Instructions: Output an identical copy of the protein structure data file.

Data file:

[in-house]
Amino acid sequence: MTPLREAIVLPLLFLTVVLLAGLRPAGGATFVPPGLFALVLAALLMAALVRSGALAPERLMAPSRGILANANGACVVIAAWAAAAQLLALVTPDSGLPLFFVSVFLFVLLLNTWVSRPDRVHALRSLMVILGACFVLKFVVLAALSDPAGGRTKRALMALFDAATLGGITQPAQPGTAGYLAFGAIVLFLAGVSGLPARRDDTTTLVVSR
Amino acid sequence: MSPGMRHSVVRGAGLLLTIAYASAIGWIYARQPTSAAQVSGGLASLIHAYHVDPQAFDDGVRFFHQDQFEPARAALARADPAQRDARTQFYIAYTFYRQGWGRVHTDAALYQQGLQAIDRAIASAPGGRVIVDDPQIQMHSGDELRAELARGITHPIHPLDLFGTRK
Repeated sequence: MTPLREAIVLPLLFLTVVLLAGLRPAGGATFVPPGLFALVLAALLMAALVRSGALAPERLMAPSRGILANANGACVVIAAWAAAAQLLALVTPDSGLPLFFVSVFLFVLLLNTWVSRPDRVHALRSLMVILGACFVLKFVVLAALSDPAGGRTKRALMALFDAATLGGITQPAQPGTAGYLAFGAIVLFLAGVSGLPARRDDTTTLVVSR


[in-house]
Amino acid sequence: MTPLREAIVLPLLFLTVVLLAGLRPAGGATFVPPGLFALVLAALLMAALVRSGALAPERLMAPSRGILANANGACVVIAAWAAAAQLLALVTPDSGLPLFFVSVFLFVLLLNTWVSRPDRVHALRSLMVILGACFVLKFVVLAALSDPAGGRTKRALMALFDAATLGGITQPAQPGTAGYLAFGAIVLFLAGVSGLPARRDDTTTLVVSR
Amino acid sequence: MSPGMRHSVVRGAGLLLTIAYASAIGWIYARQPTSAAQVSGGLASLIHAYHVDPQAFDDGVRFFHQDQFEPARAALARADPAQRDARTQFYIAYTFYRQGWGRVHTDAALYQQGLQAIDRAIASAPGGRVIVDDPQIQMHSGDELRAELARGITHPIHPLDLFGTRK
Repeated sequence: MTPLREAIVLPLLFLTVVLLAGLRPAGGATFVPPGLFALVLAALLMAALVRSGALAPERLMAPSRGILANANGACVVIAAWAAAAQLLALVTPDSGLPLFFVSVFLFVLLLNTWVSRPDRVHALRSLMVILGACFVLKFVVLAALSDPAGGRTKRALMALFDAATLGGITQPAQPGTAGYLAFGAIVLFLAGVSGLPARRDDTTTLVVSR